Cloud applications play a crucial role in our personal and professional activities. Every day, without even thinking about it, we access dozens of cloud apps, where we store all kinds of data from financial information to family pictures.
Netskope has coined the phrase “Cloud Data Sprawl” for this trend, and a few simple numbers summarise its extent:
- An organisation with 500-2,000 employees uses an average of 1,558 cloud applications per month
- 138 (9%) of these are used to upload, create, share or store data
- The number of cloud apps in use grows in parallel with the size of the enterprise; an organisation with 2,000-4,000 employees uses on average 204 applications for upload, creation, sharing and storage of data—a number that soars to 326 apps for organisations with more than 4,000 employees.
Now imagine you are starting a new job at a new “average” organisation. In your first few weeks you are likely to be assailed by requests to authenticate your new registration on a wave of apps—used for HR, productivity, finance, or team-specific tools. It is possible that you have already used some of these apps in past work experiences—or at least heard of them—however, in many cases you will find yourself in new territory, registering for new services you have never encountered before, or receiving unsolicited emails asking you to confirm your new account because someone behind the scenes (handling your onboarding) has registered you.
A conscientious employee will likely be driven to guilt for the number of times they have to check in with a colleague to confirm that these emails are legitimate. A less conscientious or under-confident employee will not want to be awkward and assume everything is safe and genuine.
If the process is not well managed by the organisation, and the registration steps to the cloud apps are unclear or ambiguous, the user may easily become confused, with serious security implications. And you may be surprised to see how little information is included in these “request to confirm registration” emails sent to your employees by your cloud service providers. The expectation of trust is high.
Mitigating registration fatigue
In a business environment, the IT department of the organisation should clearly indicate to new hires the list of cloud services in use and how to register (including, if possible, the exact activation date). This cloud app onboarding may be challenging for organisations with large amounts of business IT—unmanaged by central teams and often invisible to them—but it is easy enough if the organisation has the simplest of CASB tools.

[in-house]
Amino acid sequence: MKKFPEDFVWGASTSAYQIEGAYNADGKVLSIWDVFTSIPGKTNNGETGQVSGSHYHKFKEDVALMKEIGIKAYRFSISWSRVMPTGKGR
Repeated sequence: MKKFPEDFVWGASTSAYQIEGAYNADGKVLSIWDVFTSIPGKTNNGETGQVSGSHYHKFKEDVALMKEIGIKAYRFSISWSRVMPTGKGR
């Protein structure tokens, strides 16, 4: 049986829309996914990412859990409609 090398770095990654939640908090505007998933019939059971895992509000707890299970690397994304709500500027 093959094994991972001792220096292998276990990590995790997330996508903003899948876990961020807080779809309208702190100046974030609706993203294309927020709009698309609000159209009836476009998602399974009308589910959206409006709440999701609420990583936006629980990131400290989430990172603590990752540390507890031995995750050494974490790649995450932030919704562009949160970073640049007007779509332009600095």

It is equally important that cloud application providers make things clearer for users, and businesses should demand this support from the companies they contract. The application provider should insert as much context as possible into the account registration and confirmation procedure, clearly indicating the steps to be taken (and the contacts to be reached) to dispel any doubts. It is shocking just how little information is contained in a lot of account confirmation emails. Sometimes it is as little as an unfamiliar logo and a “click here” button, which directs to a page requiring emails and passwords—sometimes even more. Users need to be helped to understand the legitimacy of an email (for example “You are receiving this communication because your colleague X signed you up to use it, and you are now prompted to confirm it”).
For the new employee, we can certainly help them understand what is expected of them. Basic security training should happen on day one, as a precursor to being given full access to systems and data. Among other things, this should instruct them in good habits, such as not entering their credentials in every registration page (and certainly not using corporate credentials to access personal cloud apps).
From a technological standpoint, in addition to using multi-factor authentication (MFA) for business applications, organisations should adopt a ubiquitous, cloud-delivered phishing protection that is equally effective for web and cloud traffic. The risk that users end up “confirming” every request they receive (including malicious ones coming from phishing attacks) is very real, and an even greater risk considering the growing use of corporate devices for personal purposes.